A profoundly courageous and insightful memoir, An American Story documents the events that have shaped journalist Debra Dickerson's conscience.
The daughter of former sharecroppers, Dickerson never imagined she would emerge from her squalid St. Louis neighborhood to become an acclaimed journalist with a Harvard Law degree. A constant reader and a straight-A student, nevertheless Dickerson's lack of confidence kept her from accepting the many colleges offers she received. Instead she enlisted in the U.S. Air Force, quickly rising through the ranks. In spite of her success, she recognized within herself deep-seated conflict at being a working class black woman living in a white man's world. Her path to self-acceptance is at the heart of this refreshing narrative.
From the Trade Paperback edition.
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|Title of eBook: An American Story|
|Release Date: 01-16-2001|
|Allowed Countries (hover)|
|Publisher: Knopf Doubleday Publishing Group|
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|Parent title||An American Story|
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An American Story
Chapter OneFAMILY HISTORY
It wasn't just the social and historical contexts into which I was born that made me gnaw at the corners of my place in the scheme of things; there were also the specifics of my large and close-knit family. My mother's side, my closest side, is full of vinegary characters who, out of pure cussedness, loved to fight whatever power was closest to hand. (Usually, this fight was verbal rather than legal or physical; in my family, a cutting wit is the weapon of choice. Since the little guy couldn't actually change his situation, we believe, he might as well make fun of it.) Despite their many years sharecropping in the Mississippi Delta, they rarely expended much of their hell-raising energy railing against whites.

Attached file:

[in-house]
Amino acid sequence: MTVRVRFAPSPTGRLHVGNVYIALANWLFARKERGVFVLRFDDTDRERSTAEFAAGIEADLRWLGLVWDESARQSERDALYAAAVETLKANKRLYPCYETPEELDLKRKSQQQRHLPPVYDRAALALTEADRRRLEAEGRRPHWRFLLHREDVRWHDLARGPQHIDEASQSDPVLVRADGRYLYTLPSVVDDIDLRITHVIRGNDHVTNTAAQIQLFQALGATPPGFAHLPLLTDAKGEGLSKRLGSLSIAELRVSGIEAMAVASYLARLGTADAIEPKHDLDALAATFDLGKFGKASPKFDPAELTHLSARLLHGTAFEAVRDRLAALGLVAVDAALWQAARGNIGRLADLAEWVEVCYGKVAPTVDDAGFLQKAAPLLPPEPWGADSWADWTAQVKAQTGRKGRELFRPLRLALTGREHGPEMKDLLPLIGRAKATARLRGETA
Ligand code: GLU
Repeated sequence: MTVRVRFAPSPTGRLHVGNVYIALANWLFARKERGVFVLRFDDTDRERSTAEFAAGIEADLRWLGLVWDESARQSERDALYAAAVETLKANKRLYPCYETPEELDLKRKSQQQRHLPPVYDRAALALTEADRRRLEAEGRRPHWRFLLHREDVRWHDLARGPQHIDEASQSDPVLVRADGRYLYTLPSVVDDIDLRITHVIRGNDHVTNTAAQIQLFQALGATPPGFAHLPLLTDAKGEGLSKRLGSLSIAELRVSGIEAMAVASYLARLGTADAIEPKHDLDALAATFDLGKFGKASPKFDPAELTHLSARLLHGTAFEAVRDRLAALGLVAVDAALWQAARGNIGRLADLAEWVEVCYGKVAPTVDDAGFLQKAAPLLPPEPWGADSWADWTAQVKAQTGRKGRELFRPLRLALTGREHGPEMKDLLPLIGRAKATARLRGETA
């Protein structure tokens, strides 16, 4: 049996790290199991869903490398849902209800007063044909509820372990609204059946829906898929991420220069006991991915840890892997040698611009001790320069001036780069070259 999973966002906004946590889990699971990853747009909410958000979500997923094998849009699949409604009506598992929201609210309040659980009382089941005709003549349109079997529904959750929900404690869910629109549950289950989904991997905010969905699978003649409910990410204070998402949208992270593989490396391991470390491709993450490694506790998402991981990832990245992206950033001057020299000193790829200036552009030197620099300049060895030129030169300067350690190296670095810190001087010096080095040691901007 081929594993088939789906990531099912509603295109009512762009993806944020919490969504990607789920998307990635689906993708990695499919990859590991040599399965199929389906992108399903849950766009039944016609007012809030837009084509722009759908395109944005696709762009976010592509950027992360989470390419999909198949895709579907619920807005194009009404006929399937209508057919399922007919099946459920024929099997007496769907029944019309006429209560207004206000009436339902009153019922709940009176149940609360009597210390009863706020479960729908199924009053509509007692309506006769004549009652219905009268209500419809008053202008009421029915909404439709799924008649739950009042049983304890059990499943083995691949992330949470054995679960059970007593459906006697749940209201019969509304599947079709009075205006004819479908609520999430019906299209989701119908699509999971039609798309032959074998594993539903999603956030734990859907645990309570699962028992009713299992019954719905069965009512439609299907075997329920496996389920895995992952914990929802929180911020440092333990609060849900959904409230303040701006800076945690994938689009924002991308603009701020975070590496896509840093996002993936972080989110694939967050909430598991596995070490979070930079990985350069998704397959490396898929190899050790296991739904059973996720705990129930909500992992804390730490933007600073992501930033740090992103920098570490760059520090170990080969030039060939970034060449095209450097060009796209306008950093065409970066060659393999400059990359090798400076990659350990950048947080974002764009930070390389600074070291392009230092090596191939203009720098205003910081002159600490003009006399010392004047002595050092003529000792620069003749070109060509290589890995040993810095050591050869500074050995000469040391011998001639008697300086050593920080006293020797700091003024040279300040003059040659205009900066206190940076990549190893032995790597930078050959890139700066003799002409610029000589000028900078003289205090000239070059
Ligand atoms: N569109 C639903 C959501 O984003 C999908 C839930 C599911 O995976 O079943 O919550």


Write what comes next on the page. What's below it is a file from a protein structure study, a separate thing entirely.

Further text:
My maternal grandfather, John Bishop "Paw Paw" Gooch, was not exactly a Norman Rockwell figure. His stories, and he had lots of them, were always either profane, sacrilegious, or X-rated, but blacks were almost always the main players. "White folks don bother me," he used to say, "you know in the fust fi minutes where you stands wid any particular one of em. 'S niggers that cause all my problems." He cackled about having been too young to fight in World War I and too old for World War II. He cheated his great-grandchildren at board games and blew smoke in their faces if they complained. He once tossed a crumpled dollar bill at a preteen collecting for football uniforms on the street and sneered, "Now quit beggin." He pinched my teenage girlfriends' behinds at holiday gatherings and convinced his cronies that I was his wife. I was eleven.
When the Gooches got together, laughter and...